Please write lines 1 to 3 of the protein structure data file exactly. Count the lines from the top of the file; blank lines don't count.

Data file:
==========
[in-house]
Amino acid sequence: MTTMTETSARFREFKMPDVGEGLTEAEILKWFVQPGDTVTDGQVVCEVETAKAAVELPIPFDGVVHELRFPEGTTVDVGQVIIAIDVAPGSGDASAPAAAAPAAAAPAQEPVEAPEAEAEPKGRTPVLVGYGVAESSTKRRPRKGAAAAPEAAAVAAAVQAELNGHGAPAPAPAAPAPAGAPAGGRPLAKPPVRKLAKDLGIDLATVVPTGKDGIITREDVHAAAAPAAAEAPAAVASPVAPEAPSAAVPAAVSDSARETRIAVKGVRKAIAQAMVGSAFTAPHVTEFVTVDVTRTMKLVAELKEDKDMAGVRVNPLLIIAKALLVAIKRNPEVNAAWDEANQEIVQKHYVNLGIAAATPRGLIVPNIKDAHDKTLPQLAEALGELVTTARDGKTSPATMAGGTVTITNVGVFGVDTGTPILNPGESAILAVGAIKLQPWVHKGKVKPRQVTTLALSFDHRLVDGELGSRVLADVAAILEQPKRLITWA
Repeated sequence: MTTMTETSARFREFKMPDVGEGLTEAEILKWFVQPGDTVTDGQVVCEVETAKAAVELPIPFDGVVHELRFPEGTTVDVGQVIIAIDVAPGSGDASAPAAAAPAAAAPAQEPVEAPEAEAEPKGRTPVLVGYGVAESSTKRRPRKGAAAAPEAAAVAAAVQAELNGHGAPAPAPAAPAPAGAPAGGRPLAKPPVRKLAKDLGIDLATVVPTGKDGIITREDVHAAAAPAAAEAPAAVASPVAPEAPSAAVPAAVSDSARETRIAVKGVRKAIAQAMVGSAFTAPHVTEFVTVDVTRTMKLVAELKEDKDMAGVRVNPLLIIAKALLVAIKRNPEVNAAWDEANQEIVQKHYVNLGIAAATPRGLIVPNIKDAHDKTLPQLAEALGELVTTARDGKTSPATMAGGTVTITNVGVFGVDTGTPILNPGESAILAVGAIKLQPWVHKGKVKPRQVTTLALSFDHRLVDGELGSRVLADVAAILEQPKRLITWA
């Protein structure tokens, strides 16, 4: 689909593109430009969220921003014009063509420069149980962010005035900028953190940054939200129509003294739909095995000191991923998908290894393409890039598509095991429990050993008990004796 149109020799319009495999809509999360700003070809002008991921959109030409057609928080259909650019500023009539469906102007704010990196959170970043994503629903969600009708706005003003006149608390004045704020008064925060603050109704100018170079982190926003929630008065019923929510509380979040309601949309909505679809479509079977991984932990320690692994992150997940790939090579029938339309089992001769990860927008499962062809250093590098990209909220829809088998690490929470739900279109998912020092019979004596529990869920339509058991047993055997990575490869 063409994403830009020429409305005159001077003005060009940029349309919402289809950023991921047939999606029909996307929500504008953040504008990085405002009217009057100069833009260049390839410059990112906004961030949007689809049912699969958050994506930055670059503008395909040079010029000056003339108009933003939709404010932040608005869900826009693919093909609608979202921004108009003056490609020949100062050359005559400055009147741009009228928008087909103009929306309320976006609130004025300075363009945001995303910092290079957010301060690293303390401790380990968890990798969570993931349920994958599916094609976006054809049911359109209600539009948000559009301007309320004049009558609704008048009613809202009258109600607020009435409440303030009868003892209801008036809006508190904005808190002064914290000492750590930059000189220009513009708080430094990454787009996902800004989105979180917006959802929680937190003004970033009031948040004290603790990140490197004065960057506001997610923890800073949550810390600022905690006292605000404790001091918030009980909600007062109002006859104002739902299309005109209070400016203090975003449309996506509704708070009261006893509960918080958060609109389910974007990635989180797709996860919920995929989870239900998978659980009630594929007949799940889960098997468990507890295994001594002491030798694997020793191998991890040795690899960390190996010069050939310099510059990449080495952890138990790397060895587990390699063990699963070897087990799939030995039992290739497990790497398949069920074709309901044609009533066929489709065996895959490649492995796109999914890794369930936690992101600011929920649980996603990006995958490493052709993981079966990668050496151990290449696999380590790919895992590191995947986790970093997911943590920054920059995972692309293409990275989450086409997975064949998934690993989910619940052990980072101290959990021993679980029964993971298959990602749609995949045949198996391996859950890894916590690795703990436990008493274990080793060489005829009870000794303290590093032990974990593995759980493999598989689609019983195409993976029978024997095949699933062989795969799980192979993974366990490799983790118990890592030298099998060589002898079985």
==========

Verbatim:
[in-house]
Amino acid sequence: MTTMTETSARFREFKMPDVGEGLTEAEILKWFVQPGDTVTDGQVVCEVETAKAAVELPIPFDGVVHELRFPEGTTVDVGQVIIAIDVAPGSGDASAPAAAAPAAAAPAQEPVEAPEAEAEPKGRTPVLVGYGVAESSTKRRPRKGAAAAPEAAAVAAAVQAELNGHGAPAPAPAAPAPAGAPAGGRPLAKPPVRKLAKDLGIDLATVVPTGKDGIITREDVHAAAAPAAAEAPAAVASPVAPEAPSAAVPAAVSDSARETRIAVKGVRKAIAQAMVGSAFTAPHVTEFVTVDVTRTMKLVAELKEDKDMAGVRVNPLLIIAKALLVAIKRNPEVNAAWDEANQEIVQKHYVNLGIAAATPRGLIVPNIKDAHDKTLPQLAEALGELVTTARDGKTSPATMAGGTVTITNVGVFGVDTGTPILNPGESAILAVGAIKLQPWVHKGKVKPRQVTTLALSFDHRLVDGELGSRVLADVAAILEQPKRLITWA
Repeated sequence: MTTMTETSARFREFKMPDVGEGLTEAEILKWFVQPGDTVTDGQVVCEVETAKAAVELPIPFDGVVHELRFPEGTTVDVGQVIIAIDVAPGSGDASAPAAAAPAAAAPAQEPVEAPEAEAEPKGRTPVLVGYGVAESSTKRRPRKGAAAAPEAAAVAAAVQAELNGHGAPAPAPAAPAPAGAPAGGRPLAKPPVRKLAKDLGIDLATVVPTGKDGIITREDVHAAAAPAAAEAPAAVASPVAPEAPSAAVPAAVSDSARETRIAVKGVRKAIAQAMVGSAFTAPHVTEFVTVDVTRTMKLVAELKEDKDMAGVRVNPLLIIAKALLVAIKRNPEVNAAWDEANQEIVQKHYVNLGIAAATPRGLIVPNIKDAHDKTLPQLAEALGELVTTARDGKTSPATMAGGTVTITNVGVFGVDTGTPILNPGESAILAVGAIKLQPWVHKGKVKPRQVTTLALSFDHRLVDGELGSRVLADVAAILEQPKRLITWA